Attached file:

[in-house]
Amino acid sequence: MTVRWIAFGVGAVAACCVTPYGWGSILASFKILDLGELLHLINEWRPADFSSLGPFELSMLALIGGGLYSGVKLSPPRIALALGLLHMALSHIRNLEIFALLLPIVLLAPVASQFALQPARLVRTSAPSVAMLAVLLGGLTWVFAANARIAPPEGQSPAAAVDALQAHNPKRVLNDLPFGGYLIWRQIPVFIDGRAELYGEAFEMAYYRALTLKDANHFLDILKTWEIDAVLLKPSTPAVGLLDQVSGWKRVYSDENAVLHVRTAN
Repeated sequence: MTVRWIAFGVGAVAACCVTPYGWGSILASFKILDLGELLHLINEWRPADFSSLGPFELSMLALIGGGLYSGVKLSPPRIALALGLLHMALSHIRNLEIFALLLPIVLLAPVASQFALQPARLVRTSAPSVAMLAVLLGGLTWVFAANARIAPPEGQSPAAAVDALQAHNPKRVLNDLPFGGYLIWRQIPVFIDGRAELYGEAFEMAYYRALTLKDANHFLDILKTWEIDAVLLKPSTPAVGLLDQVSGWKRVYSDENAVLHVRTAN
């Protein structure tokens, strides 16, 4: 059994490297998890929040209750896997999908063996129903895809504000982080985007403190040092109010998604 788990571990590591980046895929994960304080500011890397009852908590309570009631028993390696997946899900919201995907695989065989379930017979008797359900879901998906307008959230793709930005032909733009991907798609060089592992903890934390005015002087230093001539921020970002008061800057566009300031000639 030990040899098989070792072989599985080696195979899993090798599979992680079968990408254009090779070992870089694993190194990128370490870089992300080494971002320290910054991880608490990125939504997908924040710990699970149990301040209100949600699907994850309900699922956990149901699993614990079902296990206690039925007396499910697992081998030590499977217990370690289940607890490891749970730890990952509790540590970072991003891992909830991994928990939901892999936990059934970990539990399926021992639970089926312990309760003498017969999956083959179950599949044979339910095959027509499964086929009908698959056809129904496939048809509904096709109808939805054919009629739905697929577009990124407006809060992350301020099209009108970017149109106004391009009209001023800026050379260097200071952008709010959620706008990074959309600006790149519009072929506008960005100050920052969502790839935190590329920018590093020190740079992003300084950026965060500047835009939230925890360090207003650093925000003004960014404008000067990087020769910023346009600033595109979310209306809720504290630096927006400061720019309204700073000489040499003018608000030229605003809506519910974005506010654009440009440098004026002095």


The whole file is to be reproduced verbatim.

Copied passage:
[in-house]
Amino acid sequence: MTVRWIAFGVGAVAACCVTPYGWGSILASFKILDLGELLHLINEWRPADFSSLGPFELSMLALIGGGLYSGVKLSPPRIALALGLLHMALSHIRNLEIFALLLPIVLLAPVASQFALQPARLVRTSAPSVAMLAVLLGGLTWVFAANARIAPPEGQSPAAAVDALQAHNPKRVLNDLPFGGYLIWRQIPVFIDGRAELYGEAFEMAYYRALTLKDANHFLDILKTWEIDAVLLKPSTPAVGLLDQVSGWKRVYSDENAVLHVRTAN
Repeated sequence: MTVRWIAFGVGAVAACCVTPYGWGSILASFKILDLGELLHLINEWRPADFSSLGPFELSMLALIGGGLYSGVKLSPPRIALALGLLHMALSHIRNLEIFALLLPIVLLAPVASQFALQPARLVRTSAPSVAMLAVLLGGLTWVFAANARIAPPEGQSPAAAVDALQAHNPKRVLNDLPFGGYLIWRQIPVFIDGRAELYGEAFEMAYYRALTLKDANHFLDILKTWEIDAVLLKPSTPAVGLLDQVSGWKRVYSDENAVLHVRTAN
């Protein structure tokens, strides 16, 4: 059994490297998890929040209750896997999908063996129903895809504000982080985007403190040092109010998604 788990571990590591980046895929994960304080500011890397009852908590309570009631028993390696997946899900919201995907695989065989379930017979008797359900879901998906307008959230793709930005032909733009991907798609060089592992903890934390005015002087230093001539921020970002008061800057566009300031000639 030990040899098989070792072989599985080696195979899993090798599979992680079968990408254009090779070992870089694993190194990128370490870089992300080494971002320290910054991880608490990125939504997908924040710990699970149990301040209100949600699907994850309900699922956990149901699993614990079902296990206690039925007396499910697992081998030590499977217990370690289940607890490891749970730890990952509790540590970072991003891992909830991994928990939901892999936990059934970990539990399926021992639970089926312990309760003498017969999956083959179950599949044979339910095959027509499964086929009908698959056809129904496939048809509904096709109808939805054919009629739905697929577009990124407006809060992350301020099209009108970017149109106004391009009209001023800026050379260097200071952008709010959620706008990074959309600006790149519009072929506008960005100050920052969502790839935190590329920018590093020190740079992003300084950026965060500047835009939230925890360090207003650093925000003004960014404008000067990087020769910023346009600033595109979310209306809720504290630096927006400061720019309204700073000489040499003018608000030229605003809506519910974005506010654009440009440098004026002095």